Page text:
January 28, 2010
Every kingdom divided against itself is brought to desolation. Matthew 12:25
Last November, Burger King’s National Franchise Association, a group that claims to represent more than 80 percent of Burger King’s U.S. franchise owners, sued the parent company, alleging that Burger King Corporation was forcing them to price products below their cost. (Read: BURGER KING Franchisees Sue Over $1 Cheeseburgers)
The dispute arose specifically over Burger King’s promotion of $1 cheeseburgers that, franchisees allege, cost owners $1.10 each. In the bitter dispute, franchisees argue that Burger King does not have the right to set maximum menu prices. The franchisor alleges it has the right to require participation in mandatory promotions.
This month, Burger King has fired off a number of lawsuits against some of its own franchisees for not complying with a mandatory cash register upgrade by the deadline of December 31, 2009. Some named in the latest suits are outspoken critics of the franchisor and participants in the $1 Cheeseburger lawsuit.
According to a story on FOX Business, some franchisees claim that Burger King is targeting franchisee dissenters to punish them and send a message. From the Fox story:
“This is about getting even because we did not roll over on the dollar double cheeseburger,” said one franchisee named in a suit who declined to be named for fear of further retaliation. “This is about showing who the big boss is.”
Is Burger King Out to Crush Franchisee Dissent?
Critics of the franchisor point out that the POS (point-of-sale) lawsuits are “particularly confrontational.” Lawsuits of this kind are usually preceded by default notices issued by the franchisor that give the franchisees a time period (usually 30 days) to “cure” the default before further legal remedies are sought. With slumping sales and the country in a recession, it seems a bit harsh for Burger King Corporation to go right to litigation over a required investment of $18,000 and $35,000 per store. That certainly indicates that retaliation may be a motive for the hard line the franchisor is taking.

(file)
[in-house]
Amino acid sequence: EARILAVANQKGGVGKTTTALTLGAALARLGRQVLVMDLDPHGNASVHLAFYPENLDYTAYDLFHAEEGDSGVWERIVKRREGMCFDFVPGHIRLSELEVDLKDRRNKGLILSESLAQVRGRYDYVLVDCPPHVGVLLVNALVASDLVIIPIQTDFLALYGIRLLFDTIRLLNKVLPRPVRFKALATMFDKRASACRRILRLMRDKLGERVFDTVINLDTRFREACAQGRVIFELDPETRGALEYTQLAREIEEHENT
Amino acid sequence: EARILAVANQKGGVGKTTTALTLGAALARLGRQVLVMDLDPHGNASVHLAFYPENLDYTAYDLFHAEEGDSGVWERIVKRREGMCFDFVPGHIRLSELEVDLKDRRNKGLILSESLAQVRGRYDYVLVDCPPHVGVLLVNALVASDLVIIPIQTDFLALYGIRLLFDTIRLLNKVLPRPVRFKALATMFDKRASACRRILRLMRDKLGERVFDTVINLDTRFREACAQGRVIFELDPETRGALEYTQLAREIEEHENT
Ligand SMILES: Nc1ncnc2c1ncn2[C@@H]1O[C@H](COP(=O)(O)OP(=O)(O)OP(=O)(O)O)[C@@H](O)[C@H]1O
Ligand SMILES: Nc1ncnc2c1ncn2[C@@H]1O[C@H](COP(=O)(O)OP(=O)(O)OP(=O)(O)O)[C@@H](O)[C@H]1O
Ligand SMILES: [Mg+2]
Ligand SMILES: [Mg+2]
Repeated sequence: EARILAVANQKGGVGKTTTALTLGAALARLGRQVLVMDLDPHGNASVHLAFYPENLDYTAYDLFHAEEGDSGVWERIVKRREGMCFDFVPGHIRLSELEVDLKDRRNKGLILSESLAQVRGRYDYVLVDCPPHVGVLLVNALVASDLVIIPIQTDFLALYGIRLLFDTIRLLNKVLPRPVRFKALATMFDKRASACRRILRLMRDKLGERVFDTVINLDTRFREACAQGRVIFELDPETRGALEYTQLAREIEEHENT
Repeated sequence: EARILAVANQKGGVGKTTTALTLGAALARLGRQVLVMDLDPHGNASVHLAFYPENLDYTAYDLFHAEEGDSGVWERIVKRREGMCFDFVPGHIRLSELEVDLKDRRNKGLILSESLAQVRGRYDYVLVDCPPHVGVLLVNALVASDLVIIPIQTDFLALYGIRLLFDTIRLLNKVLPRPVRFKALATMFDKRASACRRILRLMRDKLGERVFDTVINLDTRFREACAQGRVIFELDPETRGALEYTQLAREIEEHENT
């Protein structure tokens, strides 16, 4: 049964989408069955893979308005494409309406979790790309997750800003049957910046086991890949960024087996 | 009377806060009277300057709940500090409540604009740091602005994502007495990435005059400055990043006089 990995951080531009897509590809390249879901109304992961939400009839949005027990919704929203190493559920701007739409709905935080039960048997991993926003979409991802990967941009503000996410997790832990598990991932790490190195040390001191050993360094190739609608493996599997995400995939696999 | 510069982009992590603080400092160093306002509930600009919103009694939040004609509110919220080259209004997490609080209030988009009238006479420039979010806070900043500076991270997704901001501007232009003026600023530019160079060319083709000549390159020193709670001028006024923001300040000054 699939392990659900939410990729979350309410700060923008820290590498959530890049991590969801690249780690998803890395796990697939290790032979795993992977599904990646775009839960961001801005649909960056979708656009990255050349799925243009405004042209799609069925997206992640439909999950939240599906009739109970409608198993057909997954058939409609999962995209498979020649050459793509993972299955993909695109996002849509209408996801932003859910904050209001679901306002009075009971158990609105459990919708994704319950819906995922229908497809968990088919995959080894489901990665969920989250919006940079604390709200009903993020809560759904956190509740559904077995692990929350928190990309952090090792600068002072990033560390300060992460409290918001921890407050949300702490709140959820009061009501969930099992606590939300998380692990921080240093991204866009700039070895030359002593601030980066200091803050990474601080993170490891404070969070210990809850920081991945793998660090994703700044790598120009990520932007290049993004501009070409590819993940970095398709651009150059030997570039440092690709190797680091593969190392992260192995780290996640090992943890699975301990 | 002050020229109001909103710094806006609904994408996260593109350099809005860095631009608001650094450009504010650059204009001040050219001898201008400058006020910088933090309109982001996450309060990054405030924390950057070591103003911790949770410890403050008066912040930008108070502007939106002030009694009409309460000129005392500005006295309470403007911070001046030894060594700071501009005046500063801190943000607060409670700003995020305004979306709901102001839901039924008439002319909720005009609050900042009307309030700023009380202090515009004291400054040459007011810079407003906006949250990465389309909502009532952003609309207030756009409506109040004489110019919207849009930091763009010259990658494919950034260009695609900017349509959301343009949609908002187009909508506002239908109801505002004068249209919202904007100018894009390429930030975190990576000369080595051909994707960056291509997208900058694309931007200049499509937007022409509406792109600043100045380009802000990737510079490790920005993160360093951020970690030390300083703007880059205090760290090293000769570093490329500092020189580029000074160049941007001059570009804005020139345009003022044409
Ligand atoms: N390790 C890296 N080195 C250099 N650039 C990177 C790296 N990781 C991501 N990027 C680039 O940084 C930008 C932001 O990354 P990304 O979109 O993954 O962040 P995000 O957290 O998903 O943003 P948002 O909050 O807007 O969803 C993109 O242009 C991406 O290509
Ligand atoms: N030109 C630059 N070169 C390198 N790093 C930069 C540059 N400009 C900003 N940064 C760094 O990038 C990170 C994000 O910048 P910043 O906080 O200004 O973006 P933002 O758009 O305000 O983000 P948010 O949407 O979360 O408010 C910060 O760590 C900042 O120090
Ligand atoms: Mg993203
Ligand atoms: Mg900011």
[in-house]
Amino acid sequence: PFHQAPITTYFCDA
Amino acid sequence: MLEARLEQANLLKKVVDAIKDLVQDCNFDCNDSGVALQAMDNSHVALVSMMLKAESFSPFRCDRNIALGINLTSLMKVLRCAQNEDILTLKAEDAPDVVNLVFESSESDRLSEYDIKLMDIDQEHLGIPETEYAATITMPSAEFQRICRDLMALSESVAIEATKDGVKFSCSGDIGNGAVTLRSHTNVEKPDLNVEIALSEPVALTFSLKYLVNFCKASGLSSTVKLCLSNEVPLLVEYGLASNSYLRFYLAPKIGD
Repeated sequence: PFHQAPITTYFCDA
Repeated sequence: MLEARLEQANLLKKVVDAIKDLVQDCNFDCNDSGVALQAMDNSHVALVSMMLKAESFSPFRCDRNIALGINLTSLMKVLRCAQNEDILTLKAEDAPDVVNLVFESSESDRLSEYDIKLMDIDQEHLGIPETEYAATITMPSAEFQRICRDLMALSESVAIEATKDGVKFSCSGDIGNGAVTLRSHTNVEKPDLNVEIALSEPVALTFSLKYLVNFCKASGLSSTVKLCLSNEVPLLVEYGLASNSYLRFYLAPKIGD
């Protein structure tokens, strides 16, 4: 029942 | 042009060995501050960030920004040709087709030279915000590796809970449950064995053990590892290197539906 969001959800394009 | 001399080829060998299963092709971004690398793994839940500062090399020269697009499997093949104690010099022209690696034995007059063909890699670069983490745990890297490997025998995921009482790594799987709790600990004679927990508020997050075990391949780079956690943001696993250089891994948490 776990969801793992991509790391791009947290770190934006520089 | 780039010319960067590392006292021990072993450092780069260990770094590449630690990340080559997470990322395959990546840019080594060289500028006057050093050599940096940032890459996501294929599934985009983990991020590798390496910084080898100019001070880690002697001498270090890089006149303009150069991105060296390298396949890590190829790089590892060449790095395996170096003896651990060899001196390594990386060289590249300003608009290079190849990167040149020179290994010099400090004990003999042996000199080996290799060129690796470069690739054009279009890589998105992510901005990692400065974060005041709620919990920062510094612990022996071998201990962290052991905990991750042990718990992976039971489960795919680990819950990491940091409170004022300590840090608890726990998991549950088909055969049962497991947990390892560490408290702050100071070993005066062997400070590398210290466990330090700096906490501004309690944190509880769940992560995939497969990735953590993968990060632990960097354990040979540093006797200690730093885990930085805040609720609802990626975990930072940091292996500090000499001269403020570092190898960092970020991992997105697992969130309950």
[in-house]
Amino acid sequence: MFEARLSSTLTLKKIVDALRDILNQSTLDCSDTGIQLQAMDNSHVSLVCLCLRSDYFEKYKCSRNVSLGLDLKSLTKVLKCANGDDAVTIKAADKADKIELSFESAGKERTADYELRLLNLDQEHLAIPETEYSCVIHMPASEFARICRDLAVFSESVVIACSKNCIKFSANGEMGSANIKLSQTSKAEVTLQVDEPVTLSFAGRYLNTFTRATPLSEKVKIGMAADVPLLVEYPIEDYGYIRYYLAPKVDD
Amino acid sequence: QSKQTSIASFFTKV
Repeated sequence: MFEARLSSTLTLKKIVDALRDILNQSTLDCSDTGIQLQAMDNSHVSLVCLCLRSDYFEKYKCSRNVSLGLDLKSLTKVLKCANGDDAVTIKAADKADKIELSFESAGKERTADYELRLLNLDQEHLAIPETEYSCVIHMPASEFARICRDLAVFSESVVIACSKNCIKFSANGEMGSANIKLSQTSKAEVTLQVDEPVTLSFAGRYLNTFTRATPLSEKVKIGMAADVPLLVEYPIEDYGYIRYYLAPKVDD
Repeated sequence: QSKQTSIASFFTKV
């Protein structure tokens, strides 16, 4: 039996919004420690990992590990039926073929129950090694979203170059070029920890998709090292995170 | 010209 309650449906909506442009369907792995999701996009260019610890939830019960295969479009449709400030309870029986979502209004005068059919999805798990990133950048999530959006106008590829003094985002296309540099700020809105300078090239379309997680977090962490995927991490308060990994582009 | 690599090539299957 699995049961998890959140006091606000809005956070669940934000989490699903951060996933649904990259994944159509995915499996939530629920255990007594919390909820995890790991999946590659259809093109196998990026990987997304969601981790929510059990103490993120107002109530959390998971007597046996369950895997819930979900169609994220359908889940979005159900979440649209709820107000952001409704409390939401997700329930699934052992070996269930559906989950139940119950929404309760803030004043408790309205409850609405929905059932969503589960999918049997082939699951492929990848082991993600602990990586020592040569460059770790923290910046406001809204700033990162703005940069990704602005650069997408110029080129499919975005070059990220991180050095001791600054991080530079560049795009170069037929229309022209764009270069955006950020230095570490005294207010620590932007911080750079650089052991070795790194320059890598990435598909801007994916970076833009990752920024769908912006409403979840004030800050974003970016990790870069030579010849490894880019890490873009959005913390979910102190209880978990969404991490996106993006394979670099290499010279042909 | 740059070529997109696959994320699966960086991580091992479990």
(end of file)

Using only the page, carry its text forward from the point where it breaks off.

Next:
Burger King Corporation does not exactly have an pristine reputation when it comes to handling dissent. Remember a couple of years ago when BK marketing and PR execs were exposed for planting spies and leaving slanderous shill comments against leaders of the Coalition of Immokalee Workers because they were demanding fair pay for tomato workers? In an embarrassing incident, it was revealed that a Burger King VP had been using his young daughter’s AOL account to slander the group’s leaders in online forums, as I recall. That revelation, and another involving BK infiltration into the non-profit group in order to undermine their protest, ended with Burger King publicly giving in to the non-profit groups demands – and the resignation of the VP.
Or are Uncooperative Franchisees to Hurting Themselves?
On the other hand… Burger King and its supporters contend that uncooperative franchise owners are undermining the franchisor’s efforts to upgrade and improve both the BK marketing program and store sales. According to the Fox article,
The new system would let the company cull real-time sales data to help with marketing and pricing actions, a capability that has left Burger King at a disadvantage to chief rival McDonald’s Corp. and other restaurant chains. At stores that have already installed the new platforms, Burger King says the new platform has also helped schedule employee hours more efficiently, keep track of inventory and reduce theft.
So why would franchisees – who profess to be deeply concerned about managing costs and tracking profitability – drag their feet in adding tools their competitors already have?
Burger King also contends that franchisees are undermining the brand and hurting themselves with the $1 Cheeseburger lawsuit. The $1 Cheeseburger, BK contends, is a loss leader item designed to drive traffic & raise customer counts.